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|Title||2010 perinatal GBS prevention guideline and resource utilization.|
|Publication Type||Journal Article|
|Year of Publication||2014|
|Authors||Mukhopadhyay S, Dukhovny D, Mao W, Eichenwald EC, Puopolo KM|
|Date Published||2014 Feb|
|Keywords||Algorithms, Cohort Studies, Female, Health Resources, Humans, Infant, Newborn, Male, Practice Guidelines as Topic, Retrospective Studies, Sepsis, Streptococcal Infections, Streptococcus agalactiae|
OBJECTIVES: To quantify differences in early-onset sepsis (EOS) evaluations, evaluation-associated resource utilization, and EOS cases detected, when comparing time periods before and after the implementation of an EOS algorithm based on the Centers for Disease Control and Prevention (CDC) 2010 guidelines for prevention of perinatal Group B Streptococcus (GBS) disease.
METHODS: Retrospective cohort study of infants born at ≥36 weeks' gestation from 2009 to 2012 in a single tertiary care center. One 12-month period during which EOS evaluations were based on the CDC 2002 guideline was compared with a second 12-month period during which EOS evaluations were based on the CDC 2010 guideline. A cost minimization analysis was performed to determine the EOS evaluation-associated costs and resources during each time period.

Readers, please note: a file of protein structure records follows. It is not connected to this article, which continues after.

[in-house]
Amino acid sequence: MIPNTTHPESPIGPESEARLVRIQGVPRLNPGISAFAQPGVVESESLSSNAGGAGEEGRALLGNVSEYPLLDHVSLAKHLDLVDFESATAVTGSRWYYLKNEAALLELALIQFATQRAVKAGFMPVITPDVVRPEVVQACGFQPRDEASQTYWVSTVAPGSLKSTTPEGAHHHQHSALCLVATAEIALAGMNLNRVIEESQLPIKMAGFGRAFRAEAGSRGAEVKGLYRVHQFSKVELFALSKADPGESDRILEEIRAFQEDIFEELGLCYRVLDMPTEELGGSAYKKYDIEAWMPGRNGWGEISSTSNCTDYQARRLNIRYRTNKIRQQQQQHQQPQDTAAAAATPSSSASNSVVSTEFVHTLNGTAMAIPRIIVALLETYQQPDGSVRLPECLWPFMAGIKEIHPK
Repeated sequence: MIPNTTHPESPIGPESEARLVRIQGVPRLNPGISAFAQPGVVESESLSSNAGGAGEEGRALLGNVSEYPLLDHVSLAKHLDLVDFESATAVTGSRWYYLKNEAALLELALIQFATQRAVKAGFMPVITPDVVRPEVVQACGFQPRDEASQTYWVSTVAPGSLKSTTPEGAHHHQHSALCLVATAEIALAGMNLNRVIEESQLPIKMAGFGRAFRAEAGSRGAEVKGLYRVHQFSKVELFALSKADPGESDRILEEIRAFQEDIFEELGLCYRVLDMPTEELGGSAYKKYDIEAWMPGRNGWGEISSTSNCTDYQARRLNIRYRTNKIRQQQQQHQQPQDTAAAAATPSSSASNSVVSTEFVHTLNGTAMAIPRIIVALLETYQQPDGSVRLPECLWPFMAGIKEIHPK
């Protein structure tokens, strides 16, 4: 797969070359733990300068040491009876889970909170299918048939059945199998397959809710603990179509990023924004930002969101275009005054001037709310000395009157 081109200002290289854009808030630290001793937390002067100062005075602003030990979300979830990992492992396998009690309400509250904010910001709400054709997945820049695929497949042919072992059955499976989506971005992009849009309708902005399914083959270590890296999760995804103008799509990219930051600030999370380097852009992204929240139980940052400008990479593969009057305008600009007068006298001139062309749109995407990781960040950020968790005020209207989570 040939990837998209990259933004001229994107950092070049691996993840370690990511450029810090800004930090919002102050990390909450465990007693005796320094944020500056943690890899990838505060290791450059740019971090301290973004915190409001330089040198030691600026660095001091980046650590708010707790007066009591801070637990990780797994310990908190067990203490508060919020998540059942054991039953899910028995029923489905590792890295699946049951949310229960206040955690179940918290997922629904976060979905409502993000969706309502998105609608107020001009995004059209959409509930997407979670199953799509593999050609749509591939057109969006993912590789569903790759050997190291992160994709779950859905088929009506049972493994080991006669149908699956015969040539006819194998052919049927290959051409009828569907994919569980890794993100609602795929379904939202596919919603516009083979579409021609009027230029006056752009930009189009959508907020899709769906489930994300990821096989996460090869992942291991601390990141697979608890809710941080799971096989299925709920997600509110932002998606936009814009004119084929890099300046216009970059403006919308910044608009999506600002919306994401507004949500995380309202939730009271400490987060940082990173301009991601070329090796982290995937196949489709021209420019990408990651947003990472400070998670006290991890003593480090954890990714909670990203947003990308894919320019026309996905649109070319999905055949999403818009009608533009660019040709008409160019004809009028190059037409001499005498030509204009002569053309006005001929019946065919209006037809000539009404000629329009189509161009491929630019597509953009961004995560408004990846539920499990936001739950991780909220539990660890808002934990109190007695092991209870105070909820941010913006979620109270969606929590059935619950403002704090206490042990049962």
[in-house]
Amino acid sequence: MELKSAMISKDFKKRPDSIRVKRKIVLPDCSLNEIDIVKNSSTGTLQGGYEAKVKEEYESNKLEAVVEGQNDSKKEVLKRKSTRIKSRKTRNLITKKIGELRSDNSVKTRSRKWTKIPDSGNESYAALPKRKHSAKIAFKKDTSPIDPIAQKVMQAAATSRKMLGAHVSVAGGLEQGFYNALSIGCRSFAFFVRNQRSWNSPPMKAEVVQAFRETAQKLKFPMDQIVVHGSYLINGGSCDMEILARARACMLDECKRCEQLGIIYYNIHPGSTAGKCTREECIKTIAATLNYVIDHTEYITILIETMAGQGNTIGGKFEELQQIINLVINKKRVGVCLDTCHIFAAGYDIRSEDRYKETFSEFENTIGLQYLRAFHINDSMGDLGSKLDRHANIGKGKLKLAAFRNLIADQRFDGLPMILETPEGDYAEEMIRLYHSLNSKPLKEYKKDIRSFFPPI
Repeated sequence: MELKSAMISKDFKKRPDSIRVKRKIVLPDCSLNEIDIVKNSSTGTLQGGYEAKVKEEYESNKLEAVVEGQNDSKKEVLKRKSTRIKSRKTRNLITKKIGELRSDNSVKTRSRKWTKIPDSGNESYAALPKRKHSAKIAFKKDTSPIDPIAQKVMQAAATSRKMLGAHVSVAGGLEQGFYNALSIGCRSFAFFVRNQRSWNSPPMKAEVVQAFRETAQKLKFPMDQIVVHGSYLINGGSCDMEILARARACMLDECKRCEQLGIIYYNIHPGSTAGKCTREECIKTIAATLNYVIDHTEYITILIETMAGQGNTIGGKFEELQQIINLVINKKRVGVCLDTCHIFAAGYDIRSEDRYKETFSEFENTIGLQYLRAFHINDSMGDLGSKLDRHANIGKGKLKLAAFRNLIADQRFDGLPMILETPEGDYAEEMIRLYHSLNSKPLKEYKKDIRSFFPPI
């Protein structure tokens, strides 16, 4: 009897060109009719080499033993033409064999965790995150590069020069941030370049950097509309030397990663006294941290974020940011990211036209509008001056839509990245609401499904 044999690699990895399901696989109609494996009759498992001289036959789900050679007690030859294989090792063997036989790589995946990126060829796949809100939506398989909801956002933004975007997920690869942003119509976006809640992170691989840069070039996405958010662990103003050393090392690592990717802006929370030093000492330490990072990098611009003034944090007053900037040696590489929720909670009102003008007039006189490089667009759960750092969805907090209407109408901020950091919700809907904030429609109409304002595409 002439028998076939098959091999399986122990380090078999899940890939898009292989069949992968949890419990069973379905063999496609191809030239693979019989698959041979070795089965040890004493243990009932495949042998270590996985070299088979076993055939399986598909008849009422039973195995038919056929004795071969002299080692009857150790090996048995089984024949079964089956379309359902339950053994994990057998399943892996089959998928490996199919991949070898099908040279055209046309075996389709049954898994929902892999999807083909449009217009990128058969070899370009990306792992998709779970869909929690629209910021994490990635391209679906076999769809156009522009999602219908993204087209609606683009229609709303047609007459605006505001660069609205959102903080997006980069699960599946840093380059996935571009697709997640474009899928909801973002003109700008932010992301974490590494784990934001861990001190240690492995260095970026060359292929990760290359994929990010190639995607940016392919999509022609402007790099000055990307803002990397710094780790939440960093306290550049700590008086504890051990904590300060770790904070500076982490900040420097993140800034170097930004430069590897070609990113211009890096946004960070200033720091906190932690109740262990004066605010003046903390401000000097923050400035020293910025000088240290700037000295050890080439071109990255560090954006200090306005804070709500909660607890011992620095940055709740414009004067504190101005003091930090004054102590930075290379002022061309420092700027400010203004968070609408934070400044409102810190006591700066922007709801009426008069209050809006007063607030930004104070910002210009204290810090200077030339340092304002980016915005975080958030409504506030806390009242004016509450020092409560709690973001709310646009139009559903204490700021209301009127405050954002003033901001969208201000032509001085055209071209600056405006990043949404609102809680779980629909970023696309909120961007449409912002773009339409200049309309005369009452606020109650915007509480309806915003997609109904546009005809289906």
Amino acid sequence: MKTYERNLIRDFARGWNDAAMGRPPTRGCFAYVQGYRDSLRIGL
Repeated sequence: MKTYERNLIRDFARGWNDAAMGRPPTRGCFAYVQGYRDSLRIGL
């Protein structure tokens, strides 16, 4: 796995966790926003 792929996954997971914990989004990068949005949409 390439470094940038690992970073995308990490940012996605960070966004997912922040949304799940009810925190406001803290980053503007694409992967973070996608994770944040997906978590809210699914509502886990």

RESULTS: During the study periods, among well-appearing infants ≥36 weeks' gestation, EOS evaluations for inadequate GBS prophylaxis decreased from 32/1000 to <1/1000 live births; EOS evaluation-associated costs decreased by $6994 per 1000 live births; and EOS evaluation-associated work hours decreased by 29 per 1000 live births. We found no increase in EOS evaluations for other indications, total NICU admissions, frequency of infants evaluated for symptoms before hospital discharge, or incidence of EOS during the 2 study periods.
CONCLUSIONS: Implementation of an EOS algorithm based on CDC 2010 GBS guidelines resulted in a 25% decrease in EOS evaluations performed among well-appearing infants ≥36 weeks' gestation, attributable to decreased evaluation of infants born in the setting of inadequate indicated GBS prophylaxis. This resulted in significant changes in EOS evaluation-associated resource expenditures.
|PubMed Central ID||PMC3904275|
|Grant List||8UL1TR000170-05 / TR / NCATS NIH HHS / United States|